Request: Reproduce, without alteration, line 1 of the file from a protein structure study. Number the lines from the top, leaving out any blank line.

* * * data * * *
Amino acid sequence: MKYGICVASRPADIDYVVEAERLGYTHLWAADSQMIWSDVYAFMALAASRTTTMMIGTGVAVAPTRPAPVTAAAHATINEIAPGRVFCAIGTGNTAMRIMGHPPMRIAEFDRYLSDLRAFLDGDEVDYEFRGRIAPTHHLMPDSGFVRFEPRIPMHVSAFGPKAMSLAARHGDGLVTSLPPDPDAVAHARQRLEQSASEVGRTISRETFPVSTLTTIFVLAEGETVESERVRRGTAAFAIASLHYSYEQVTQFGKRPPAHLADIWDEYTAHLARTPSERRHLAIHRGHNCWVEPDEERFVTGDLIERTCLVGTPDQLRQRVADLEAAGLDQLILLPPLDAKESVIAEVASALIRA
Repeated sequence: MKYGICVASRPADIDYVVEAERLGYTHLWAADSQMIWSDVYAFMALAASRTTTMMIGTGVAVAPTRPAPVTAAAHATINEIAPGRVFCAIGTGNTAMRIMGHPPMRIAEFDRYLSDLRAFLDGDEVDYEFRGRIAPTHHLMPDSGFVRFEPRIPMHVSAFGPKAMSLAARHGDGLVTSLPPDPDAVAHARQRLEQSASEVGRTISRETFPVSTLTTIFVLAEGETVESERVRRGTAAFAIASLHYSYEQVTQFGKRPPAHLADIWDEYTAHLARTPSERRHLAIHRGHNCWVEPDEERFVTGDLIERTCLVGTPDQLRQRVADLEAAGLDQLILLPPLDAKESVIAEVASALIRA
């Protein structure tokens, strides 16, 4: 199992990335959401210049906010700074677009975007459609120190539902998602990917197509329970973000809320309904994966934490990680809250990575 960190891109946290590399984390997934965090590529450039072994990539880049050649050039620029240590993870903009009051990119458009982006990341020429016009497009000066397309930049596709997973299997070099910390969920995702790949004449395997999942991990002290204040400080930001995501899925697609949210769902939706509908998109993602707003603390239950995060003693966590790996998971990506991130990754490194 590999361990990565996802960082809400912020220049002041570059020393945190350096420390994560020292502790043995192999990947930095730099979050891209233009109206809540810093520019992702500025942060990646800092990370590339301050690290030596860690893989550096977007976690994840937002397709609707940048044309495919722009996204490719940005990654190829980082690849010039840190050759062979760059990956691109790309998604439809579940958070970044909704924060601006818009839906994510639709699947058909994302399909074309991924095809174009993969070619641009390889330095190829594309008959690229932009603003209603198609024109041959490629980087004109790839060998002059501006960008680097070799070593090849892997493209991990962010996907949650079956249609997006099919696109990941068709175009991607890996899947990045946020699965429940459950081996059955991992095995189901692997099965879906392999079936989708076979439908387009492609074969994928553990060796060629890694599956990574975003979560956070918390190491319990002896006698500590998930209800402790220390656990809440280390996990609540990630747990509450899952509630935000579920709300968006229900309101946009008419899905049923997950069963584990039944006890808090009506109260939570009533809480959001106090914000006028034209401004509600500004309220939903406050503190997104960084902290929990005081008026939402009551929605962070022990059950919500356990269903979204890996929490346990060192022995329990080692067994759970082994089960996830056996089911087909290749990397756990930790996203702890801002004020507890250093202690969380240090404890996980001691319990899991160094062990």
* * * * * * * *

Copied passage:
Amino acid sequence: MKYGICVASRPADIDYVVEAERLGYTHLWAADSQMIWSDVYAFMALAASRTTTMMIGTGVAVAPTRPAPVTAAAHATINEIAPGRVFCAIGTGNTAMRIMGHPPMRIAEFDRYLSDLRAFLDGDEVDYEFRGRIAPTHHLMPDSGFVRFEPRIPMHVSAFGPKAMSLAARHGDGLVTSLPPDPDAVAHARQRLEQSASEVGRTISRETFPVSTLTTIFVLAEGETVESERVRRGTAAFAIASLHYSYEQVTQFGKRPPAHLADIWDEYTAHLARTPSERRHLAIHRGHNCWVEPDEERFVTGDLIERTCLVGTPDQLRQRVADLEAAGLDQLILLPPLDAKESVIAEVASALIRA